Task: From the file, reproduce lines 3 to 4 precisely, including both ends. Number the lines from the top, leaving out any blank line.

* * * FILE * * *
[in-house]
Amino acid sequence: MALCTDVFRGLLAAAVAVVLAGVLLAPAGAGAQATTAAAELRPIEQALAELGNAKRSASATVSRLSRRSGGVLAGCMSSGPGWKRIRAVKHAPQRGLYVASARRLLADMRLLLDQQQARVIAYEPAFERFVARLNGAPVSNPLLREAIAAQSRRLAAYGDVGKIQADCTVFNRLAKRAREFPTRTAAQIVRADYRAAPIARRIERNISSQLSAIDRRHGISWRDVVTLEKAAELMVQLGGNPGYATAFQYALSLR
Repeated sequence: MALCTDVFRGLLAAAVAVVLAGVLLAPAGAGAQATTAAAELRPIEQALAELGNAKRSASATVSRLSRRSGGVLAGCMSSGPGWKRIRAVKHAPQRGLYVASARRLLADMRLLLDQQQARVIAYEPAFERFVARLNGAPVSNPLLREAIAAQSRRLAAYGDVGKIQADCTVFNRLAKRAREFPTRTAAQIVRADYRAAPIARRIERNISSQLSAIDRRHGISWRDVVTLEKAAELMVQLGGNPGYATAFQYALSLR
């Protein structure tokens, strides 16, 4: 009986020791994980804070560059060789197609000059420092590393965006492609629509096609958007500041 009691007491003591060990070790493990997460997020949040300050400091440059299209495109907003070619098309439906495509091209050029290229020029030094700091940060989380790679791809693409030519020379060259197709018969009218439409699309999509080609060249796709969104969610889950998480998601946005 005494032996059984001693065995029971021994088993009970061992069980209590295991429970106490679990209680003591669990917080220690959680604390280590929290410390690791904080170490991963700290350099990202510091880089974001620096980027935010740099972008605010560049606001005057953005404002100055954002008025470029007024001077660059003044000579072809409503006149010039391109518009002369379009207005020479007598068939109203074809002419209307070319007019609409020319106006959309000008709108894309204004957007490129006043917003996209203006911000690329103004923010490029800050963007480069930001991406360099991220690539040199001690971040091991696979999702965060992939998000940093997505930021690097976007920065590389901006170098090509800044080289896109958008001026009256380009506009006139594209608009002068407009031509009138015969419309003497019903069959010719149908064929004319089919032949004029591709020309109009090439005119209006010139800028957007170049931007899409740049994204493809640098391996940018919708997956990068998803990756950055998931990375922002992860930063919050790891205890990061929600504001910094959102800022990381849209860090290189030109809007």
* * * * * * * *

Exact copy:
Repeated sequence: MALCTDVFRGLLAAAVAVVLAGVLLAPAGAGAQATTAAAELRPIEQALAELGNAKRSASATVSRLSRRSGGVLAGCMSSGPGWKRIRAVKHAPQRGLYVASARRLLADMRLLLDQQQARVIAYEPAFERFVARLNGAPVSNPLLREAIAAQSRRLAAYGDVGKIQADCTVFNRLAKRAREFPTRTAAQIVRADYRAAPIARRIERNISSQLSAIDRRHGISWRDVVTLEKAAELMVQLGGNPGYATAFQYALSLR
């Protein structure tokens, strides 16, 4: 009986020791994980804070560059060789197609000059420092590393965006492609629509096609958007500041 009691007491003591060990070790493990997460997020949040300050400091440059299209495109907003070619098309439906495509091209050029290229020029030094700091940060989380790679791809693409030519020379060259197709018969009218439409699309999509080609060249796709969104969610889950998480998601946005 005494032996059984001693065995029971021994088993009970061992069980209590295991429970106490679990209680003591669990917080220690959680604390280590929290410390690791904080170490991963700290350099990202510091880089974001620096980027935010740099972008605010560049606001005057953005404002100055954002008025470029007024001077660059003044000579072809409503006149010039391109518009002369379009207005020479007598068939109203074809002419209307070319007019609409020319106006959309000008709108894309204004957007490129006043917003996209203006911000690329103004923010490029800050963007480069930001991406360099991220690539040199001690971040091991696979999702965060992939998000940093997505930021690097976007920065590389901006170098090509800044080289896109958008001026009256380009506009006139594209608009002068407009031509009138015969419309003497019903069959010719149908064929004319089919032949004029591709020309109009090439005119209006010139800028957007170049931007899409740049994204493809640098391996940018919708997956990068998803990756950055998931990375922002992860930063919050790891205890990061929600504001910094959102800022990381849209860090290189030109809007």